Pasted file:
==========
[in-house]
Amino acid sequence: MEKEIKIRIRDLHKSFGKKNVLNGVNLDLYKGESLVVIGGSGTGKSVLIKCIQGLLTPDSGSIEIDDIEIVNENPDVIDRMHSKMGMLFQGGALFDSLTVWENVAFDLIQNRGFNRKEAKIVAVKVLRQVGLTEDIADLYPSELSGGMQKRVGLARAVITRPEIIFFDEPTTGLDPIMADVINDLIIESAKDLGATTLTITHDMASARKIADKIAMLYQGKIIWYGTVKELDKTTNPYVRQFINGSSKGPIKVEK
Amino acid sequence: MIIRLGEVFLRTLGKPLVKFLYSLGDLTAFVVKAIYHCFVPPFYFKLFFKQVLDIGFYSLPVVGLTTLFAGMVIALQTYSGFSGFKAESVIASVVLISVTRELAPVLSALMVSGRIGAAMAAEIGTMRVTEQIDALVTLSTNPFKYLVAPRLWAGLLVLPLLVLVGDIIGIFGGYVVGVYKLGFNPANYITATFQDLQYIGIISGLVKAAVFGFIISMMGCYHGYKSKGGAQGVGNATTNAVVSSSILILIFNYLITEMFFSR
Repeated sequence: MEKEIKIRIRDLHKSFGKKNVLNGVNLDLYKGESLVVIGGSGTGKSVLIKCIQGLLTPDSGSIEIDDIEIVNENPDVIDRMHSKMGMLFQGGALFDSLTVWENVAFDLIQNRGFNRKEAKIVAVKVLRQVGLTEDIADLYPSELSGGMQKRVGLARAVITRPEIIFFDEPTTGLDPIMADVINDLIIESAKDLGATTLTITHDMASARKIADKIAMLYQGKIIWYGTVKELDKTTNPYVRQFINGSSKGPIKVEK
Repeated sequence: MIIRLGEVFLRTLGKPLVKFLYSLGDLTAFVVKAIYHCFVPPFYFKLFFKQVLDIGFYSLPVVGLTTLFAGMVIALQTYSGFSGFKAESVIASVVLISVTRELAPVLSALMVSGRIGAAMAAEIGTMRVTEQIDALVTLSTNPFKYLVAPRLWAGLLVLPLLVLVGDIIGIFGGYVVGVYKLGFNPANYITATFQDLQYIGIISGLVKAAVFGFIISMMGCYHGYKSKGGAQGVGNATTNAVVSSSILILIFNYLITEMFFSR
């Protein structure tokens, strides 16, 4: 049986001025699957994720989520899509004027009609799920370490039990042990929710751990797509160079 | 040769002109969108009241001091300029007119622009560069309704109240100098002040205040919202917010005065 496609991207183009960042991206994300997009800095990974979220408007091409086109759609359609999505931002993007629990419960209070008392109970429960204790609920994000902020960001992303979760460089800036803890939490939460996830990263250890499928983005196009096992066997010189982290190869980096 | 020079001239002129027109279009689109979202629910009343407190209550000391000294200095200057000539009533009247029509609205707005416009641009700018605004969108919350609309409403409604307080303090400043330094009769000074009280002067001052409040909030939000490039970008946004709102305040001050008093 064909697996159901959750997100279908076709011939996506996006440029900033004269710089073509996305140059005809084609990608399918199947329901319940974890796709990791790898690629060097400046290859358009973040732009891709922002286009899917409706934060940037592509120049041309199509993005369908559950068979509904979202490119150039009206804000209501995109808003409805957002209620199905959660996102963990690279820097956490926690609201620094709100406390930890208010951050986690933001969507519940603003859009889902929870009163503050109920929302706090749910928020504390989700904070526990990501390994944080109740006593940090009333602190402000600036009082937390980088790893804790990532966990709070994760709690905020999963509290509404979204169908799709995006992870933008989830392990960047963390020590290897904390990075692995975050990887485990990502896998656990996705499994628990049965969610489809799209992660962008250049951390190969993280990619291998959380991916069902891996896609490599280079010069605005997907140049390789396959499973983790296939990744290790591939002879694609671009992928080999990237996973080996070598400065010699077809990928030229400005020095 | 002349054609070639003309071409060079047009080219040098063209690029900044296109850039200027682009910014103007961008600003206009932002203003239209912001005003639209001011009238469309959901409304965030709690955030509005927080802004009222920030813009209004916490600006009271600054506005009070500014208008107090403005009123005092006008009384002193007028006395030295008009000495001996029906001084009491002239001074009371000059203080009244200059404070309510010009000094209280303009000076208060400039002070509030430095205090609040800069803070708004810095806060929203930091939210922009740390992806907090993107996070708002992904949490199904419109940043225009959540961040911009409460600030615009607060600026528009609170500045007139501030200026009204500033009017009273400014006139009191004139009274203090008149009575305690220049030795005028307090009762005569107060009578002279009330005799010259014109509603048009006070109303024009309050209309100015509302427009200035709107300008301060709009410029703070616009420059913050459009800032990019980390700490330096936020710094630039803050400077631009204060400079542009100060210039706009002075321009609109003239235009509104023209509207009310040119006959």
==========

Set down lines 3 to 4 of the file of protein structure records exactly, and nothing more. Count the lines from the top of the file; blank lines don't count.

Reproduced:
Amino acid sequence: MIIRLGEVFLRTLGKPLVKFLYSLGDLTAFVVKAIYHCFVPPFYFKLFFKQVLDIGFYSLPVVGLTTLFAGMVIALQTYSGFSGFKAESVIASVVLISVTRELAPVLSALMVSGRIGAAMAAEIGTMRVTEQIDALVTLSTNPFKYLVAPRLWAGLLVLPLLVLVGDIIGIFGGYVVGVYKLGFNPANYITATFQDLQYIGIISGLVKAAVFGFIISMMGCYHGYKSKGGAQGVGNATTNAVVSSSILILIFNYLITEMFFSR
Repeated sequence: MEKEIKIRIRDLHKSFGKKNVLNGVNLDLYKGESLVVIGGSGTGKSVLIKCIQGLLTPDSGSIEIDDIEIVNENPDVIDRMHSKMGMLFQGGALFDSLTVWENVAFDLIQNRGFNRKEAKIVAVKVLRQVGLTEDIADLYPSELSGGMQKRVGLARAVITRPEIIFFDEPTTGLDPIMADVINDLIIESAKDLGATTLTITHDMASARKIADKIAMLYQGKIIWYGTVKELDKTTNPYVRQFINGSSKGPIKVEK